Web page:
Street signage for Wall Street outside the New York Stock Exchange Sept. 16, 2013
John Moore/Getty Images

In May the NAACP announced that Cornell Brooks, a 53-year old lawyer, minister and civil rights activist, would become its 18th president. Somehow, that news did not cause a ripple on the Dow Jones industrial average, the Nasdaq or the Standard & Poor’s 500 index.

Imagine Wall Street’s reaction if the NAACP had announced a new program that offered the financial-services industry a slice of a $12 trillion opportunity. That just might be enough to get the Street to pay attention—and that kind of attention just might make Cornell Brooks’ presidency matter.

According to one estimate, the lifetime cost to society of one high-risk youth who goes from juvenile detention to a juvenile correction facility to an adult prison is $3.8 million, while the lifetime tax contribution of that same youth if he goes from a high-quality after-school program to a publicly funded university for four years is $1 million. Combining the potential cost savings and tax payments, that’s a total contribution of $4.8 million per youth. Multiply that by the more than 2.4 million Americans who are incarcerated at this moment and you have a potential economic swing of nearly $12 trillion.

That’s an arbitrage opportunity for Wall Street. The same creativity that the Street used to invent collateralized debt obligations in the subprime mortgage frenzy could be channeled to developing financial instruments tied to the dollar benefits inherent in getting children into college instead of into prison.

I know it’s wildly counterintuitive to suggest any kind of link between black America and Wall Street. It’s as if they exist in nonintersecting universes: a black one dedicated to freedom, justice and rights, and a Wall Street one preoccupied with stocks, bonds and commodities.


But the absence of a meaningful connection between black Americans and Wall Street is a problem and perhaps an opportunity. The problem: Black America’s irrelevance to the financial-services industry makes it impossible to use the industry’s virtually unlimited political and economic power to our advantage. The opportunity: to reinvigorate our struggle for full participation in American society by finding a way to align at least some of our major interests with the Street’s singular and unwavering focus on making money.

As we grapple with racism in its 21st-century form, we need 21st-century tactics to combat it. In this century, harnessing the power of the market and the financial-services industry that shapes and dominates it, should be a powerful weapon in a new arsenal of civil rights and economic-empowerment strategies.

The Street exerts a commanding influence over both Democratic and Republican politicians. Bill Clinton’s treasury secretary, Robert Rubin, worked for Goldman Sachs prior to joining the administration and for Citigroup after leaving it. George Bush’s treasury secretary, Hank Paulson, was the former chairman of Goldman Sachs. Barack Obama’s treasury secretary, Jacob Lew, is a former chief operating officer at Citigroup. Republicans listen to oil and gas interests, Democrats to Hollywood, but both parties pay attention when Wall Street speaks.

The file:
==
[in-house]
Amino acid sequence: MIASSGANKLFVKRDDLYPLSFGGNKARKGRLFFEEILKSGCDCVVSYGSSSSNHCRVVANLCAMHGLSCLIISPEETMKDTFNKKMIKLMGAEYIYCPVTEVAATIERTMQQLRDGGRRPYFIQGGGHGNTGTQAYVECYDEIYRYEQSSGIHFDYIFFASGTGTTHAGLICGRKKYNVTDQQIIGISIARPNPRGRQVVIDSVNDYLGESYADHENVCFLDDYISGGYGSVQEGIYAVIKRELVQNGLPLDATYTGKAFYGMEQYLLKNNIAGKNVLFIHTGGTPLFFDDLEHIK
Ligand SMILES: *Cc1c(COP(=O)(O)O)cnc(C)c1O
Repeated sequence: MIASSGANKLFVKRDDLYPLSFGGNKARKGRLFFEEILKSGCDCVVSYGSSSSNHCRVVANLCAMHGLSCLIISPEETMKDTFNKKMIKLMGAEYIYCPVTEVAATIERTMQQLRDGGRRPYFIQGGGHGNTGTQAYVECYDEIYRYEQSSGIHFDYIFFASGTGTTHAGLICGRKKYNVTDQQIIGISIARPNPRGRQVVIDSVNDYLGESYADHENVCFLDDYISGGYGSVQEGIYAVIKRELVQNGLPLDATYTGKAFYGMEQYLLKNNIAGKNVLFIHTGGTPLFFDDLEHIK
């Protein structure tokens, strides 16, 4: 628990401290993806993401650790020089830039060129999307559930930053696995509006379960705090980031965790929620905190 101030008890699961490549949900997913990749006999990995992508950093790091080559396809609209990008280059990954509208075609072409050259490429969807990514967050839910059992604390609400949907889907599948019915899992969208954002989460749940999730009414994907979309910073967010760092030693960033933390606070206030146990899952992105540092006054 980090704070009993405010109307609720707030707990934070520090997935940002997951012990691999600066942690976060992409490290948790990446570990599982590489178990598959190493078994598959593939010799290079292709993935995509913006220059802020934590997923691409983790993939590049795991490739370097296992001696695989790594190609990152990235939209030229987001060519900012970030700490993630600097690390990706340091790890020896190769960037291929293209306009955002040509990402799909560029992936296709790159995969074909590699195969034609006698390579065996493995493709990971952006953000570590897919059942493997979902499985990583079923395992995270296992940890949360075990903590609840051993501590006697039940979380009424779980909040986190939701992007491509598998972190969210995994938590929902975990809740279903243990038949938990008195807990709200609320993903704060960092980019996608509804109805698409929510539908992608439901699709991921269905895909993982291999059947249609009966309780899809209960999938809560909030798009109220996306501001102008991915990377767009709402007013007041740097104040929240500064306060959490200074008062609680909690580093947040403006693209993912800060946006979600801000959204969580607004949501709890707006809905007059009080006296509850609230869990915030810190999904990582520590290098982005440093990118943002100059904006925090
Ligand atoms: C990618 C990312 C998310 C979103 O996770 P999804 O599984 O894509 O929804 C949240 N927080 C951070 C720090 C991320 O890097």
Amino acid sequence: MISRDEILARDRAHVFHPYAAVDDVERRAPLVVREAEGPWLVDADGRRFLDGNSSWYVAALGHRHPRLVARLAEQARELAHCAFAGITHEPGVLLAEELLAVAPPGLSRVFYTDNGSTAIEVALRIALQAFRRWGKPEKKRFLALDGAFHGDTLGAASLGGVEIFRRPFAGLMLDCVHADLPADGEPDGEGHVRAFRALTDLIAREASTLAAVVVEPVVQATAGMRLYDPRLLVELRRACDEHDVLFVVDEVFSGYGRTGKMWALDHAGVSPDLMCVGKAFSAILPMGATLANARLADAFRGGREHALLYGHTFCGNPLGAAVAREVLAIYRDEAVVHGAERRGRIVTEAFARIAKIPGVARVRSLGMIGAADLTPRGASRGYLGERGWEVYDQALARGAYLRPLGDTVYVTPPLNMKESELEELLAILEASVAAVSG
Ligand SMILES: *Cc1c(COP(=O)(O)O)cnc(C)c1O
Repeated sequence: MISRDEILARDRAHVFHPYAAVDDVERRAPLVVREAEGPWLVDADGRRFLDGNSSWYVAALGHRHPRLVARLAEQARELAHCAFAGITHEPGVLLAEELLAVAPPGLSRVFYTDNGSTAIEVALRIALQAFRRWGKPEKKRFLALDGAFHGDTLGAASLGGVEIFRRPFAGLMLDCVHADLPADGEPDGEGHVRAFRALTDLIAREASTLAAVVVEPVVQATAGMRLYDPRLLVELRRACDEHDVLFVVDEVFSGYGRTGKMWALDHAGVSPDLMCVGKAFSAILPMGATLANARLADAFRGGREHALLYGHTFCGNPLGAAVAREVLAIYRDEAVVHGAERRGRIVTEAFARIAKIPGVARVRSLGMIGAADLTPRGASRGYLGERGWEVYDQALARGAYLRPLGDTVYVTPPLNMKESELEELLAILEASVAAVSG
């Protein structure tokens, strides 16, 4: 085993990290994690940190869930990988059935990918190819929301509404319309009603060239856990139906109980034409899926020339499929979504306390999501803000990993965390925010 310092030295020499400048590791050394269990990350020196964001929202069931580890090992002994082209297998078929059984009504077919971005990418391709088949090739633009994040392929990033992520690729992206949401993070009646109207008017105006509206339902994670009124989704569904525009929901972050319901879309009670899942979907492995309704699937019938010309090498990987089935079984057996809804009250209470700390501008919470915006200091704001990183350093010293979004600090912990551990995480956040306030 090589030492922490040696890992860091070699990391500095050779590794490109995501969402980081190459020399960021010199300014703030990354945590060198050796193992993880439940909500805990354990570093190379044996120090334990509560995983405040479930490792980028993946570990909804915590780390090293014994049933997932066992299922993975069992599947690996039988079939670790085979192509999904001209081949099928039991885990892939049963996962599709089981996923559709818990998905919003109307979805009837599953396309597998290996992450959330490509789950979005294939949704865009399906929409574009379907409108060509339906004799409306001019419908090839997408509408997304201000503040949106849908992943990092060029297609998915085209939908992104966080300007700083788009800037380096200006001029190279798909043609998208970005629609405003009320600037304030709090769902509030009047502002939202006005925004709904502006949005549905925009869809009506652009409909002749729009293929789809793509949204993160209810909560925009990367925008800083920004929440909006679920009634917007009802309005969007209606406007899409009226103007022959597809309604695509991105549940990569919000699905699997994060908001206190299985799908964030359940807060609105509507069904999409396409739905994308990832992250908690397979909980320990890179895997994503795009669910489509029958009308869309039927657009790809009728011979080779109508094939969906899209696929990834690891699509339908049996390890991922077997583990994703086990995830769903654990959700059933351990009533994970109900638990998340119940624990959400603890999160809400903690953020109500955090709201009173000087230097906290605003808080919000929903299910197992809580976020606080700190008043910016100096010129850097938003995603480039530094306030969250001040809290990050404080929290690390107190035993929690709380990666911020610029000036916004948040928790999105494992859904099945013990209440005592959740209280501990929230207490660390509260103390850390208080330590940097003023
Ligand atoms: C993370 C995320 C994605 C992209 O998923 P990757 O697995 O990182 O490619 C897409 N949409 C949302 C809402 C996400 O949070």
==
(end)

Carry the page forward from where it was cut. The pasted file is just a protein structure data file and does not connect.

And when Wall Street speaks, it’s always talking about one thing—money. Wall Street exists to make money. Its success at that is the source of its almost unlimited political power. And it is amoral—it does not care whether the things it does to make money are good for the greater society or whether it creates a once-in-a-generation catastrophe like the Great Recession.

If black America can link even a small part of its agenda to the Street’s self-interest, it could open a new front in our battle for a firmer foothold in the American mainstream. 

Aligning a financial behemoth that has no moral compass with a liberation struggle grounded in moral rights and wrongs is tricky at best. But if black America can link even a small part of its agenda to the Street’s self-interest, it could open a new front in our battle for a firmer foothold in the American mainstream. So, baldly, my question is: Is there a way for Wall Street to make money—lots of money—on real progress for black Americans?


There are good reasons to believe the answer is yes. From the perspectives of local, state and federal governments, it’s significantly cheaper to invest in the early education and child care that keep children out of the traps of crime, teen pregnancy and dropping out of high school than it is to pay the downstream costs of incarceration, welfare and dependency.

But our political system is unable to grasp the opportunity to lower those downstream costs. In part, that’s because those costs are income to politically powerful entities—prison companies and their employees, local law-enforcement agencies and others. And, in part, it’s because so many local and state legislatures, and half of Congress, are controlled by a Republican Party that is actively hostile to the interests of black Americans.

Wall Street, however, can do what the political system can’t. It can invent financial instruments that enable it to profit from the difference between what governments plan to spend on incarceration, welfare and dependency, and what they’d actually spend if hundreds of thousands of young people went to college instead of prison.


What Wall Street wants, Wall Street gets. The challenge for Cornell Brooks, the NAACP and everyone else interested in progress for black Americans is to make Wall Street want what’s good for us.

Harold J. Logan, publisher of Third Set Perspectives, is a businessman, writer and social entrepreneur based in Miami.